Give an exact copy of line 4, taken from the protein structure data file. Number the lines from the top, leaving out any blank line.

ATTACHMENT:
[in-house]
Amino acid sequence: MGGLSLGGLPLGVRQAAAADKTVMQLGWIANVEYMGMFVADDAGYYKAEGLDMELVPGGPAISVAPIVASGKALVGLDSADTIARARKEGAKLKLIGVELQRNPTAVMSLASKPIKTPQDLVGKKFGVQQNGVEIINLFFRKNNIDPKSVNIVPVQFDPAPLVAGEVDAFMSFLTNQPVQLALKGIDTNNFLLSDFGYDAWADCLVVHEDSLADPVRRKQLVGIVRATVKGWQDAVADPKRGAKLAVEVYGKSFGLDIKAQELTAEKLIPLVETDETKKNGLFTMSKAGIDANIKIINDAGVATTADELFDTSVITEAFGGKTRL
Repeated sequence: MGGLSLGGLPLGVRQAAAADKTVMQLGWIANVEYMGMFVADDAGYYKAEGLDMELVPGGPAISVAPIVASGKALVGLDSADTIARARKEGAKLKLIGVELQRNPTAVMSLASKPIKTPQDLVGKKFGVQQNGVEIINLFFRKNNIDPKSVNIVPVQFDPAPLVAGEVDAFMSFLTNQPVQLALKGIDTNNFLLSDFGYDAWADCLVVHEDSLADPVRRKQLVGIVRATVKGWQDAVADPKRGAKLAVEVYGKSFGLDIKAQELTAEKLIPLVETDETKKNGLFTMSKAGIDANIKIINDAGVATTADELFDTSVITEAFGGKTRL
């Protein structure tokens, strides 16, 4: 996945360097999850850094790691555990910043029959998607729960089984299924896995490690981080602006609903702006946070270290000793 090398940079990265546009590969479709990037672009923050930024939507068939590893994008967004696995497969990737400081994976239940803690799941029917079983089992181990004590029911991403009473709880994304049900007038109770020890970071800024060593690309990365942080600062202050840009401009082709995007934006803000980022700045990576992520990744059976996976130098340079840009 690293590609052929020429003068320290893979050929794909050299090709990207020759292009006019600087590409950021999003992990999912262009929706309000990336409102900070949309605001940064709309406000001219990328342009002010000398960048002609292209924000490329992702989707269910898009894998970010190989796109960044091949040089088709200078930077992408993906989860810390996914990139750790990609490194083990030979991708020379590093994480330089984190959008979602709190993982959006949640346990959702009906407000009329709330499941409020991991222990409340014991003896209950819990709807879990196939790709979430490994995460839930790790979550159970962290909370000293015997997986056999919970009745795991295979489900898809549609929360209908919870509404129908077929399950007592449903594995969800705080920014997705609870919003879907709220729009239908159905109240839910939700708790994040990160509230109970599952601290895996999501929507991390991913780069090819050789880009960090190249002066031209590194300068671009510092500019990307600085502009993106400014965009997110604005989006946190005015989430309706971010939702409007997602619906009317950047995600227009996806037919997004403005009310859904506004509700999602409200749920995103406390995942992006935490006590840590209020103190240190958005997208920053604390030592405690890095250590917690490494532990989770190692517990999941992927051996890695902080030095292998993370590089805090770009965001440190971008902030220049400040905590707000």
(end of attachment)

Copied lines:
């Protein structure tokens, strides 16, 4: 996945360097999850850094790691555990910043029959998607729960089984299924896995490690981080602006609903702006946070270290000793 090398940079990265546009590969479709990037672009923050930024939507068939590893994008967004696995497969990737400081994976239940803690799941029917079983089992181990004590029911991403009473709880994304049900007038109770020890970071800024060593690309990365942080600062202050840009401009082709995007934006803000980022700045990576992520990744059976996976130098340079840009 690293590609052929020429003068320290893979050929794909050299090709990207020759292009006019600087590409950021999003992990999912262009929706309000990336409102900070949309605001940064709309406000001219990328342009002010000398960048002609292209924000490329992702989707269910898009894998970010190989796109960044091949040089088709200078930077992408993906989860810390996914990139750790990609490194083990030979991708020379590093994480330089984190959008979602709190993982959006949640346990959702009906407000009329709330499941409020991991222990409340014991003896209950819990709807879990196939790709979430490994995460839930790790979550159970962290909370000293015997997986056999919970009745795991295979489900898809549609929360209908919870509404129908077929399950007592449903594995969800705080920014997705609870919003879907709220729009239908159905109240839910939700708790994040990160509230109970599952601290895996999501929507991390991913780069090819050789880009960090190249002066031209590194300068671009510092500019990307600085502009993106400014965009997110604005989006946190005015989430309706971010939702409007997602619906009317950047995600227009996806037919997004403005009310859904506004509700999602409200749920995103406390995942992006935490006590840590209020103190240190958005997208920053604390030592405690890095250590917690490494532990989770190692517990999941992927051996890695902080030095292998993370590089805090770009965001440190971008902030220049400040905590707000």